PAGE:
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Borrowing Trouble 31/49

Borrowing Trouble 31/49 published on 12 Comments on Borrowing Trouble 31/49

Thorn: Whoa, sorry —

Leif! What happened? Are you okay?

Leif: You’re back — I was just looking — I think I need some air.

Can I take a walk?

Thorn: Of course. Anywhere special?

Leif: . . . Can I take a walk alone?

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What in the gods’ name did this poor guy see?

he googled his parent and presumably found out the Ceannic version of what happened to them

Which was likely decidedly more like Valrun was totally innocent or, worse, actually a hero in various ways, such that the accident was just a convenient (or arranged?) mechanism with dealing with said hero without political fallout at home.

I’m less certain Leif saw Truth. What is Truth? In my lexicon, it’s what really happened. And that is something that only Erin knows, if anyone does. Everyone else is limited to their imperfect perceptions, skewed further by their personal biases.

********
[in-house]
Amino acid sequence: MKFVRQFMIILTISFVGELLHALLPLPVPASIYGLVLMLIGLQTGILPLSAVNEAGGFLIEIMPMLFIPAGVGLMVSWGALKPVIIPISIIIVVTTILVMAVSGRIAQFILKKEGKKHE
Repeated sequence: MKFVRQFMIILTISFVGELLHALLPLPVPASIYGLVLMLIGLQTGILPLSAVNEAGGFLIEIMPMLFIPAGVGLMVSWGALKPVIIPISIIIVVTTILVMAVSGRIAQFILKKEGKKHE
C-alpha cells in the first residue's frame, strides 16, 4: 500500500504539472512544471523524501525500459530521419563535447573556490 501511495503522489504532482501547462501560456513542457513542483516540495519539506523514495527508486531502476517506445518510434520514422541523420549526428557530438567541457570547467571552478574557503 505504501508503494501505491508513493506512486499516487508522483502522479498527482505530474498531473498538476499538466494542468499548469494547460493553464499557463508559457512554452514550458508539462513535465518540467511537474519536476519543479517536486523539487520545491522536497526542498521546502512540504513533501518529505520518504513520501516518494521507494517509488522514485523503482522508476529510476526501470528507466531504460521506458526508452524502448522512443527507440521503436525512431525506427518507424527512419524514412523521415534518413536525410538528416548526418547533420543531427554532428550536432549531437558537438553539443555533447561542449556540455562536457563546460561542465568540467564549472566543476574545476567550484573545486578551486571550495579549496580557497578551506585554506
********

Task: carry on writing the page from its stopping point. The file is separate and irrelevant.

To be clear, I’m not saying there’s no truth and anything anyone ever says is a valid perspective. We all have met Angelicas. Most of us have deliberately told or even fabricated falsehood. Lies exist and are easy to prove. It’s the diametric opposite of the Lie that is difficult to nail down.

Well, yes. There are plenty of situations where the truth is easy to find. However, if the situation is important enough someone starts hiding the truth … they can easily succeed. Not in convincing people about what they want, but by making sure that all evidence for truth is destroyed or buried in false evidence. So, the other side’s idea about what happened could be closer to truth, but never Truth, or at least they can’t prove it.

Personally, I see just one possibility of “being a hero”, but quite possible one: it might be that not only Valruns didn’t caused the accident, but what they did was objectively the best they could done and while it still resulted in some loses, it was much better than alternatives.

… as a special case, it’s possible their decision saved more lives but resulted in bigger material loss, and the government was so hard of them because they would preferred it the other way around.

Off the top of my head 1 that it’s been proven that his parents didn’t do the thing yet he’s still on the hook for it 2 is that he thought they were in prison this whole time and they’re not including his dad who’s actually still alive 3 is that his parents somehow no longer indentured because they signed off on him taking the total of the debt

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